The Undoing would be better off avoiding race and class entirely: "The Undoing comes so close to commenting on privilege and injustice with something like awareness, but all too quickly devolves into the very stereotypes it purports to understand," says Caroline Framke. "After watching five of the series’ six episodes, I even found myself thinking that The Undoing might actually be more successful if it had eschewed addressing race and class entirely. Sure, it would be another kind of ridiculous to have a show entirely about the rich eating their own. But as something like Succession has shown, it’s more than possible to do so while making plain just how wildly privileged the characters are while avoiding tired clichés of the disenfranchised. In fact, there are moments when The Undoing does exactly that to very smart effect."
The Undoing feels like a throwback with its pre-pandemic setting and weekly release schedule: "Even though it is set in (almost) contemporary Manhattan — specifically, the ultraluxe Upper East Side of brownstones, private schools, and benefit dinners — it has been consciously shaped as ever-so-slightly retro, one-episode-at-a-time television, a psychological thriller scheduled to give viewers a month or so to feel anxiety about something other than the election results. (Which, of course, may or may not be established by the time the series ends on November 29. We’ll see.)," says Mark Harris. "There’s almost a nostalgic pleasure in that, and The Undoing is a throwback in another way as well: Shot entirely in and around Manhattan and Long Island over six months in 2019, it may be New York City’s last big television production of the pre-COVID days. Think of it as a time capsule of that era’s innocent obsessions. The drama — which focuses on a woman who happens to look like Kidman and be married to a doctor who looks like Hugh Grant and who lives in a lovely, light-filled townhouse and is completely oblivious to the fact that her world is about to be upended — unfolds in a metropolis of teeming sidewalks and crowded charity auctions, of long unmasked strolls, complaints about having too many social engagements, kisses in elevators, and other, more intimate encounters. Improbably, the miniseries now plays like a love letter from an Australian actress, a British actor (this is Grant’s first American TV work), and a Danish director, Susanne Bier, to money-flaunting, class-anxious, pre-lockdown New York."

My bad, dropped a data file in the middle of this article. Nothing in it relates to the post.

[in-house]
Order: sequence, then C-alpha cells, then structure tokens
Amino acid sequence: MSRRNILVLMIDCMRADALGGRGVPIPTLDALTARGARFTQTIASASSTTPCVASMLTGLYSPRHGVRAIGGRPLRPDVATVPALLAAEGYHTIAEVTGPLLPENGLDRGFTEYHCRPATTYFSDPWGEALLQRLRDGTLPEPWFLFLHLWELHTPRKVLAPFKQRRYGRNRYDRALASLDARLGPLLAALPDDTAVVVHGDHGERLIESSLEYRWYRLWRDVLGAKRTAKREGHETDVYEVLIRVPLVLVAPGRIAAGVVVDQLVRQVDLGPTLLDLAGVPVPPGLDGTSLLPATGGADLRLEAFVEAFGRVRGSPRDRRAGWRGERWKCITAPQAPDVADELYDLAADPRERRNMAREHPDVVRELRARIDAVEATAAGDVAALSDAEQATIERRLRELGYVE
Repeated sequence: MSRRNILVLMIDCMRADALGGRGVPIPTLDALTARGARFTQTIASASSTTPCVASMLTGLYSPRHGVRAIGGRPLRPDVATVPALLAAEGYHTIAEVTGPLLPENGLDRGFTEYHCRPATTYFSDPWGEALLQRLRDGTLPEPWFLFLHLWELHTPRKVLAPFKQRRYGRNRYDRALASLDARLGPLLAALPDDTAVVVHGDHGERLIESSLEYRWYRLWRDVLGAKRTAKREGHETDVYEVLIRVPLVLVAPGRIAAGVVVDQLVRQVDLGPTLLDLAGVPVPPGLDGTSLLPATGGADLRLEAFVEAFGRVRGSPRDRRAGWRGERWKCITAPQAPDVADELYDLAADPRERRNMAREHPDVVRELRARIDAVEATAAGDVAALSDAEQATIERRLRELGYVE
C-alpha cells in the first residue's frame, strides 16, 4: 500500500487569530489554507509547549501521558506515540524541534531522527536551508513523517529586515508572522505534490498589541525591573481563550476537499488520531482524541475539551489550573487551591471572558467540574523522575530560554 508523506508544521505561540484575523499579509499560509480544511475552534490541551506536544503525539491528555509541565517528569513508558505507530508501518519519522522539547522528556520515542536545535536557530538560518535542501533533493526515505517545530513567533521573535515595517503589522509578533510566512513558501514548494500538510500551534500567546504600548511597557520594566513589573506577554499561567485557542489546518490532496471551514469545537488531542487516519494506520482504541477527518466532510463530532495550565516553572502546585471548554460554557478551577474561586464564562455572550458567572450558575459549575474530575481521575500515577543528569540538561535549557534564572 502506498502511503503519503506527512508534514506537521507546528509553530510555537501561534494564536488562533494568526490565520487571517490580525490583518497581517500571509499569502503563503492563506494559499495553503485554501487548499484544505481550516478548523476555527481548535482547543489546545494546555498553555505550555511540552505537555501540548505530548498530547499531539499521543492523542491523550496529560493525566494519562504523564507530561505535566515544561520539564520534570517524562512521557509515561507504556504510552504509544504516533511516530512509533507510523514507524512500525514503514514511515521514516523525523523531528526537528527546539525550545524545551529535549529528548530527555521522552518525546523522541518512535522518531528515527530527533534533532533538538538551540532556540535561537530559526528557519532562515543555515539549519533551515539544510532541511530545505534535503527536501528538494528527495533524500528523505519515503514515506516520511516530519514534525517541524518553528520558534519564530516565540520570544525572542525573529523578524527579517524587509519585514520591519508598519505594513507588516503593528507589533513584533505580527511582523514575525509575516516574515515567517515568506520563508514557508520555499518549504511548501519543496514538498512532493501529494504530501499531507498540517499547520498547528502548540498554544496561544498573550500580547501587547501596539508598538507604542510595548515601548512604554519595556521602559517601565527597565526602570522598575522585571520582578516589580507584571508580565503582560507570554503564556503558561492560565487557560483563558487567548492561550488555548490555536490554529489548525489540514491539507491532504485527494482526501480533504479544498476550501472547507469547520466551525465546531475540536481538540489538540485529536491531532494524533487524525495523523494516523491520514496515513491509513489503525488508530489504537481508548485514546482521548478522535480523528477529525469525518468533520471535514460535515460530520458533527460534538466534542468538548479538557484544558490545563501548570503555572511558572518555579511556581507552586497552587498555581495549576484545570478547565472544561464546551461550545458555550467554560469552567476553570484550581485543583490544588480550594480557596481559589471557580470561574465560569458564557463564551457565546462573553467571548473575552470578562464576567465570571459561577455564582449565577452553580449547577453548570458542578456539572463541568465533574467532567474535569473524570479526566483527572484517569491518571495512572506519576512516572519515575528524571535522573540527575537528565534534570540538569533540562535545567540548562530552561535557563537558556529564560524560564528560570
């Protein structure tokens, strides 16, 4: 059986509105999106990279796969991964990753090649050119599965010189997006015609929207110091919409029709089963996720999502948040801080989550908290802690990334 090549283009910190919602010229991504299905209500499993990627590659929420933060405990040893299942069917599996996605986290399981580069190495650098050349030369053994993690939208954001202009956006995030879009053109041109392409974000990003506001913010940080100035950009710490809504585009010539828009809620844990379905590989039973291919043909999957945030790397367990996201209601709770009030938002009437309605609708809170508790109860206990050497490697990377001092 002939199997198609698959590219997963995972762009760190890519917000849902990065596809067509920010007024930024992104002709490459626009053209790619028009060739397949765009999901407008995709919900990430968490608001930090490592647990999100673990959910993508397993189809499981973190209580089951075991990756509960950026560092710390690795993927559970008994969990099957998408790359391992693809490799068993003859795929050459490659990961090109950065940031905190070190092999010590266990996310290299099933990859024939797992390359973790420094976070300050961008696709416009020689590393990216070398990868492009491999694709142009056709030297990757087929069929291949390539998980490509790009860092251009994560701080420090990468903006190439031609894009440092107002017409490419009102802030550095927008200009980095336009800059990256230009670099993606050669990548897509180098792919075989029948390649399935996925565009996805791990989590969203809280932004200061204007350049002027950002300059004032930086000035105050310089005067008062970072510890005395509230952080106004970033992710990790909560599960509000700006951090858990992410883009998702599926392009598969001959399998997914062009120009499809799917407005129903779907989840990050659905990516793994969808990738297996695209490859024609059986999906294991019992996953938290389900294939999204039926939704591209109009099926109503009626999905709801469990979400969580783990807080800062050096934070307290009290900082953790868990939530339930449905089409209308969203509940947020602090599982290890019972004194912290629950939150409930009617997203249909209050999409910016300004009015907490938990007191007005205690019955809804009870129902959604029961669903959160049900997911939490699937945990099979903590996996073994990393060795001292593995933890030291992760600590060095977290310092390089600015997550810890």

Hugh Grant says The Undoing's cliffhangers are "beyond genius": “The way I can really judge is that, when I was reading the scripts, did I want to quickly pick up the next one?" he says. "And the answer was always ‘Yes.’ And that’s very rare.” It is Grant’s character who leaves the audience — and his on-screen wife — wondering if he can be trusted at his word about his role in the events."
Susanne Bier on directing Nicole Kidman: "You know, when she’s an actress, she’s like totally an actress. I mean, she can access any emotion with a blink of an eye and she does this totally uncompromising and uncannily sort of insanely, I mean, she can do anything. And she does that. Like when she’s on set, she’s an actress and she just goes all the way, and completely uncompromising. And then, as an executive producer, she’s your friend. I mean, she’s sort of the artistic endeavors friend. And so, you can call her up at night and you can discuss things and she will do whatever she can and she will be totally supportive. And she’s really savvy. She came to Hollywood when she was very young and she understands every single detail about the system. And so she’s like a very important ally and friend in that context."